If the simulated bullet trajectory yields a simulated bullet impact that hits the target at a desired location at 254, the corrected-aiming point 218 is displayed and the process is complete. If the simulated bullet impact does not hit the target at a desired location, the processor 202 continuously determines simulated bullet trajectories and simulated bullet impact locations in a closed-loop or iterative process until the simulated bullet trajectory results in a simulated bullet impact that causes a bullet or projectile 21 fired from the firearm 20 to strike the target at the known position of the target based on information received from the range sensor 226, as will be described in detail below. While the terms “bullet” trajectory and “bullet” impact location will be used hereinafter and in the drawings, the present disclosure is not limited to “bullets” per se and is applicable to any projectile or ordinance.

With particular reference to FIG. 13, when a user depresses the engage button 220 at 256, the processor 202 is alerted that the user requires a corrected-aiming point 218 be displayed within the field-of-view 185. The processor 202 polls each of the sensors 226, 228, 230, 232, 234 to receive sensor data at 258 relating to atmospheric pressure (PATM), atmospheric temperature (TATM), crosswind speed (VXWIMD), target range (RTGT), and barrel tilt angle (γBARREL). The atmospheric pressure and atmospheric temperature are received from the pressure sensor 233 and temperature sensor 235, respectively, of the air-data sensor 232 while the crosswind speed is received from the wind sensor 228. The target range is obtained when the firearm 20 and optical sight 10 are pointed at the desired target and the range sensor 226 is allowed to determine a range from the range sensor 226 to the desired target.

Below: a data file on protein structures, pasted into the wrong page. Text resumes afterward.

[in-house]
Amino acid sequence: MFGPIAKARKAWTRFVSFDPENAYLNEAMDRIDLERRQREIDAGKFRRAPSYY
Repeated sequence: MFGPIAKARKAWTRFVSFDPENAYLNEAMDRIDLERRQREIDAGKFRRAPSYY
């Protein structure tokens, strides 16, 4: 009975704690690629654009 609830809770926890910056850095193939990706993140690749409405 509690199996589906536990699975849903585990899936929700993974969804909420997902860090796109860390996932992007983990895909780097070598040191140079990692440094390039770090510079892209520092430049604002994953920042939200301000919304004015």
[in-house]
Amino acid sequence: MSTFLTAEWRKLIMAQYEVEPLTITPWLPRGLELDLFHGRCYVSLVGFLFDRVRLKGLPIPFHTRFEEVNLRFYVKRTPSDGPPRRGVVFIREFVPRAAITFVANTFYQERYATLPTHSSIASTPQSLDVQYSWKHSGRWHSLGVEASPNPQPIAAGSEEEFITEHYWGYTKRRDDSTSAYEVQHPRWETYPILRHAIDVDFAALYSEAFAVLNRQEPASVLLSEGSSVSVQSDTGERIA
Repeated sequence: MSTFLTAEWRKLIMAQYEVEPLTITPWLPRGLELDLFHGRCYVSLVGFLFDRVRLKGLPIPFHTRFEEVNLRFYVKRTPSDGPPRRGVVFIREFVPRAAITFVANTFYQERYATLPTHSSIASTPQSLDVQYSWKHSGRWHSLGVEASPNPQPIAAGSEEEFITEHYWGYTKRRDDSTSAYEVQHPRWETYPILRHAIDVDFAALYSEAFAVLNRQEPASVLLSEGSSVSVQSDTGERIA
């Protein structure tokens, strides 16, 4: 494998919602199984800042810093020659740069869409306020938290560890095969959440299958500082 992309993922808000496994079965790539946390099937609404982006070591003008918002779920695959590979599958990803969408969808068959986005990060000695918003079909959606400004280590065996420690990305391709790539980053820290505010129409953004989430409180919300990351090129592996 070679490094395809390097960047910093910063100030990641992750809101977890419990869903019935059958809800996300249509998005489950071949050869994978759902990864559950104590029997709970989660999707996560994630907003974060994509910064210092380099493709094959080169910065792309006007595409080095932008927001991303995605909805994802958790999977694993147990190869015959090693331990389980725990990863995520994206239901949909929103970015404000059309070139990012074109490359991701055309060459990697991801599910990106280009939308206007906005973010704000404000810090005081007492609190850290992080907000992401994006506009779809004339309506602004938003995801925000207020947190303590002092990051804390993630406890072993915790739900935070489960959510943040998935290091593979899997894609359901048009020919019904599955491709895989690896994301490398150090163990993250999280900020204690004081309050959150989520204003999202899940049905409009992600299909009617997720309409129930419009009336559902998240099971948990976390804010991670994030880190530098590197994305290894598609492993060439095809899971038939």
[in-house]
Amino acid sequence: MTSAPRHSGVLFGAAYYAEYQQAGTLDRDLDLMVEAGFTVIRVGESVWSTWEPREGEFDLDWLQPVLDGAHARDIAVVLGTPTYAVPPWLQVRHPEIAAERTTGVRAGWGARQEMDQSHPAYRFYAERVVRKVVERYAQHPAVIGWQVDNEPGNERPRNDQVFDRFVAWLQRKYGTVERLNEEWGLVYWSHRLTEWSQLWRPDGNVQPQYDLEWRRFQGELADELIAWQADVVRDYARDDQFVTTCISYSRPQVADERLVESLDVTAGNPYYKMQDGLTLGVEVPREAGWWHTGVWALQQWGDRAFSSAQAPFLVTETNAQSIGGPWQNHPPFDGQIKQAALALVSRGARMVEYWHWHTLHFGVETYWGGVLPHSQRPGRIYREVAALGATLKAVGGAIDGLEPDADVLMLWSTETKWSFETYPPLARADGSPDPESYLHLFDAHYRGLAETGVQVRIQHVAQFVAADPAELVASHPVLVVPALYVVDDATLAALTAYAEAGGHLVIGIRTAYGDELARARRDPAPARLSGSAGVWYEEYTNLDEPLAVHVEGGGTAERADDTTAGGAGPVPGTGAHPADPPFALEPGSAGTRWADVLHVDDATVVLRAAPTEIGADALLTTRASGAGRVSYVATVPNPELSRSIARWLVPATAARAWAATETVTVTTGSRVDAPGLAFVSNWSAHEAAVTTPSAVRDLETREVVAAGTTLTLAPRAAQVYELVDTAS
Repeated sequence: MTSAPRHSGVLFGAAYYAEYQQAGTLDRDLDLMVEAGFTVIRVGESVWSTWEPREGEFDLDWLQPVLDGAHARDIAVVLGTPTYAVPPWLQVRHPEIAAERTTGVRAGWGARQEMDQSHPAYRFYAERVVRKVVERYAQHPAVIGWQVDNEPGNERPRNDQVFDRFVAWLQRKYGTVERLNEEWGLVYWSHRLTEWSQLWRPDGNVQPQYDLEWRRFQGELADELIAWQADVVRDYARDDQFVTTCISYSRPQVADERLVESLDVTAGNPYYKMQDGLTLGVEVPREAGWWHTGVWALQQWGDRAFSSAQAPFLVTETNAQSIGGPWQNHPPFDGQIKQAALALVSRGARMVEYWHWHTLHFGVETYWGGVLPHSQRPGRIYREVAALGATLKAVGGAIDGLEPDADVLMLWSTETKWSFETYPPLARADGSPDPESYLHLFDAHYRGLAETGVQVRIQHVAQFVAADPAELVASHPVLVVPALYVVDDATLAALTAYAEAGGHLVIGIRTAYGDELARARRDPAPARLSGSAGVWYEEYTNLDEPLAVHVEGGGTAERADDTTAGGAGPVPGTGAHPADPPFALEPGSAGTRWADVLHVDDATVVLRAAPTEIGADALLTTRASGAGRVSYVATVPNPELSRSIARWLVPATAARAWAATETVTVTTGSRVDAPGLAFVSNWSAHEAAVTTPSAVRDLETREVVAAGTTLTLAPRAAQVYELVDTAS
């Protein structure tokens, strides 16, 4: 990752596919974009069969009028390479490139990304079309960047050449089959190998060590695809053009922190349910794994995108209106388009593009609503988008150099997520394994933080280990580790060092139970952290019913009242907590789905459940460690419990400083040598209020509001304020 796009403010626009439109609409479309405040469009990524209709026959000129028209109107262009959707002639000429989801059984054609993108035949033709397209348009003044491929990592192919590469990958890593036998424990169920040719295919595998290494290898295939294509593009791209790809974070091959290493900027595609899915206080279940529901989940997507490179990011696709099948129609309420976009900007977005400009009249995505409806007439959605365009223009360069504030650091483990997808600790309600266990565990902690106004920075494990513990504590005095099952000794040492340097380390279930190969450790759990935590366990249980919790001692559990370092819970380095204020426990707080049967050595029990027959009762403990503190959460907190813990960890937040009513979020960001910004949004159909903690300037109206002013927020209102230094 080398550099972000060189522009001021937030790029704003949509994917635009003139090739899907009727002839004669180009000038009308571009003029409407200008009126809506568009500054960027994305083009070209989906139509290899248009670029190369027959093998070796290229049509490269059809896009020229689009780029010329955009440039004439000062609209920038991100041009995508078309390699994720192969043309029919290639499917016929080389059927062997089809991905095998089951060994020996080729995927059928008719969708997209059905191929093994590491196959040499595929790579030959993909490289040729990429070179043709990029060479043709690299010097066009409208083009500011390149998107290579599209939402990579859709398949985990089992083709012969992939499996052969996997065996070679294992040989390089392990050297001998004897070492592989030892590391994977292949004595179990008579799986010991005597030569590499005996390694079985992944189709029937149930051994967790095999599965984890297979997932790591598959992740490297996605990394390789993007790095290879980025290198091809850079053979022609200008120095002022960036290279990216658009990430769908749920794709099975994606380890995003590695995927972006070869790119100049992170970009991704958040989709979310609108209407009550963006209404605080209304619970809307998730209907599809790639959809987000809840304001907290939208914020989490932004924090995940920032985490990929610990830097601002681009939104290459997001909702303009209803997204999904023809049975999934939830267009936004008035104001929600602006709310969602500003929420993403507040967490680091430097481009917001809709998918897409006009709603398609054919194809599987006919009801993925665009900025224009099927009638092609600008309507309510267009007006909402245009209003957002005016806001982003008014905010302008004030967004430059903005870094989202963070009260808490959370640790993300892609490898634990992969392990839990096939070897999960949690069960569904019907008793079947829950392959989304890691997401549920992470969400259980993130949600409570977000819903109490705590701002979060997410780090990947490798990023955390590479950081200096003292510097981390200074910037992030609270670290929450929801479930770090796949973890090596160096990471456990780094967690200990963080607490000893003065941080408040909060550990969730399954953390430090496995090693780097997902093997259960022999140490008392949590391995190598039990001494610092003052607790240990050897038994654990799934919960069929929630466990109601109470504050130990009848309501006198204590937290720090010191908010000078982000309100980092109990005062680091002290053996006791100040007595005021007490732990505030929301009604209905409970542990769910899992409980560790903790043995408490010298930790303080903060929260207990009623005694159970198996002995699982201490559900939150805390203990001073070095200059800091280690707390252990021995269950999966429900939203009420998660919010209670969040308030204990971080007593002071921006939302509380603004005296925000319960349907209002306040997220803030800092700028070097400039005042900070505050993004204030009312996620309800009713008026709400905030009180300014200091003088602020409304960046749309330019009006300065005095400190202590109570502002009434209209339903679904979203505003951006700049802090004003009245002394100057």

In addition to the sensor data received at 258, the initial barrel pointing vector (θ0, ψ0) may be determined at 260 based on information received from the tilt sensor 230. The processor 202 may then utilize information received at 258 from the sensors 226, 228, 230, 232, 234 and the initial barrel pointing vector determined at 262 to determine a simulated bullet trajectory and simulated bullet impact location that would allow the projectile 21 to impact the target at a desired location when fired from the firearm 20 at 262.